Performing musicians have long thought about the mental side of our art and sought out methods of improving their understanding and implementations of it. For decades, teachers from K–12 institutions to elite conservatories have given advice on these issues based on their own experiences, the wisdom of athletes and actors, and books from such authors as Gallwey, Gladwell, Duhigg, Tolle, and the late Anders Ericsson. The result is a music community that is acquainted with issues of performance psychology, but that does not have a full grasp of its depth or breadth. This causes professionals and students alike to focus often on only a single part of the whole, leaving much of what human performance science can offer us to sit unused and potentially misused.
Some of the benefits to well-crafted and consistently used routines are consistency in performance, reduced performance anxiety, and resilience to changing environments and circumstances.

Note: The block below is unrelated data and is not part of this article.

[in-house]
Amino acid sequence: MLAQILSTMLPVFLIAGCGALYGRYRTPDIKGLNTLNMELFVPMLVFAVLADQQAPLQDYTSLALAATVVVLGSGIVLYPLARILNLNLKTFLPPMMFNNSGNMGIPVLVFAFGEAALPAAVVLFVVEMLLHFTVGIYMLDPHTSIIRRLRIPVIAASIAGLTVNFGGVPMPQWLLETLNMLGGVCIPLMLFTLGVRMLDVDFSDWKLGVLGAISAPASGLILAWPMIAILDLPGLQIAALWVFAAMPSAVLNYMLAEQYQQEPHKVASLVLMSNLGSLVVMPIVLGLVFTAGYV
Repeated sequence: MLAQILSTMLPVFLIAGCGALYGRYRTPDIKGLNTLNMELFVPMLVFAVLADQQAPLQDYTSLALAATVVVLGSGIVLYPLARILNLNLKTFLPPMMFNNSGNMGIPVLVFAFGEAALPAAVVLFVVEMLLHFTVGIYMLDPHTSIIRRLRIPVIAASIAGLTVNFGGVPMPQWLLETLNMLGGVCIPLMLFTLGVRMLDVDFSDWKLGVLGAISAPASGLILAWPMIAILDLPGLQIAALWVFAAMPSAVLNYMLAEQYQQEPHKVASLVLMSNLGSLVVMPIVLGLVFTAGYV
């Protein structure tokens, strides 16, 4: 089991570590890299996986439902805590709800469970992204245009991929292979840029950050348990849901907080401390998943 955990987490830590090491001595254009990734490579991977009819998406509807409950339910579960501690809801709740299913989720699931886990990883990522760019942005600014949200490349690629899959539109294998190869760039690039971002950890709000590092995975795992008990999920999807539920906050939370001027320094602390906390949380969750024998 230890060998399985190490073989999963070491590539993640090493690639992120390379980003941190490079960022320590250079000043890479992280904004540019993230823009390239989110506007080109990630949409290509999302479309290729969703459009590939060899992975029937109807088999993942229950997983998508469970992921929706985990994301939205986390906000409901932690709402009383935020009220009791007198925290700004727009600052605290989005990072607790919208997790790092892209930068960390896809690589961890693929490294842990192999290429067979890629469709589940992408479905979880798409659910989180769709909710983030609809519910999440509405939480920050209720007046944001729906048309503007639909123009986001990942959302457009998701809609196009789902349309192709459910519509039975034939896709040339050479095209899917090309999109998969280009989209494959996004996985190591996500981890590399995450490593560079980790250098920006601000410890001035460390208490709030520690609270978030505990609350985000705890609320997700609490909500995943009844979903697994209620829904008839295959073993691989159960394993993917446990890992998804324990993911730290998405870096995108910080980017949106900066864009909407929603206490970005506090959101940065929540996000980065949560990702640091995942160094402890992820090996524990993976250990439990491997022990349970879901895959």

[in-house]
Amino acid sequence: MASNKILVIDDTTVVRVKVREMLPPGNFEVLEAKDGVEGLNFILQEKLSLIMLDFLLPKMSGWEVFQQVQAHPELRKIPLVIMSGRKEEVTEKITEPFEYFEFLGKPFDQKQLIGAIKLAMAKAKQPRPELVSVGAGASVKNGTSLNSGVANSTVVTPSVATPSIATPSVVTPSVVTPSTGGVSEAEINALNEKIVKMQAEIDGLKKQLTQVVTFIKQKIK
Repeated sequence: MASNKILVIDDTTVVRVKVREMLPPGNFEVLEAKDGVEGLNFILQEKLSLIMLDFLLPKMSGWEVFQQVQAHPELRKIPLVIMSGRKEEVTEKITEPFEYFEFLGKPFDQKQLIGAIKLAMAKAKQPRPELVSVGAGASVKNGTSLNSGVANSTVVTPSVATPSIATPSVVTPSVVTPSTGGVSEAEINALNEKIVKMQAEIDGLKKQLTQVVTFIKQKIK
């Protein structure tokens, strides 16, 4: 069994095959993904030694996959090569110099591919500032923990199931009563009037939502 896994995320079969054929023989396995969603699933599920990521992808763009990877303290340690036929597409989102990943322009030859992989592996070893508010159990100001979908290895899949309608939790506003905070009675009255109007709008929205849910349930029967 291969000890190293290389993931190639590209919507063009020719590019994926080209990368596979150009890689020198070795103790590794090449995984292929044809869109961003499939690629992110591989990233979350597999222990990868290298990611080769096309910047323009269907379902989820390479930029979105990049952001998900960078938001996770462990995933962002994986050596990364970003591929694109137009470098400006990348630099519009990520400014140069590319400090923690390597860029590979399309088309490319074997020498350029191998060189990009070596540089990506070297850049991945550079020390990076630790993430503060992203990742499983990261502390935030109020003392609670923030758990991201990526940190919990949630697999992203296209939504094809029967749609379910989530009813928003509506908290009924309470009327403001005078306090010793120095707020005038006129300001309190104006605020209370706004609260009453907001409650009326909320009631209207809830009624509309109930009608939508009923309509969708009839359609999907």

Deliberate practice is a relatively recent term, traced to a 1993 study of conservatory violinists in Berlin led by Ericsson. The short version of the results is that the violinists who had practiced more over the course of their lives were better. While this is (hopefully) not an Earth-shaking claim, it was and is controversial because of a single term: talent. Ericsson suggested that talent was either nonexistent or not relevant. His position was that the single most important variable for determining a person’s level of expertise is the amount of quality practice they have accrued over their lifetime within the relevant domain. Practice in other fields is largely irrelevant. Of course, there are caveats. Despite mischaracterizations from his scientific critics, Ericsson was upfront about the effects that environment, family, resources, time, personality, disability, and (in some domains) body type have on this formula. These critics primarily hold that deliberate practice is not the entire answer, or even the primary one, to the question of “what separates experts from non-experts?” But what is not in dispute is that quality and quantity of deliberate practice are by far the most controllable aspect. Family, location, access to teachers, socioeconomic status, and privilege are largely outside a person’s control. Once a certain baseline of requirements is met (access to an instrument, a time and place to practice, and instruction), deliberate practice becomes near-entirely controllable by the individual.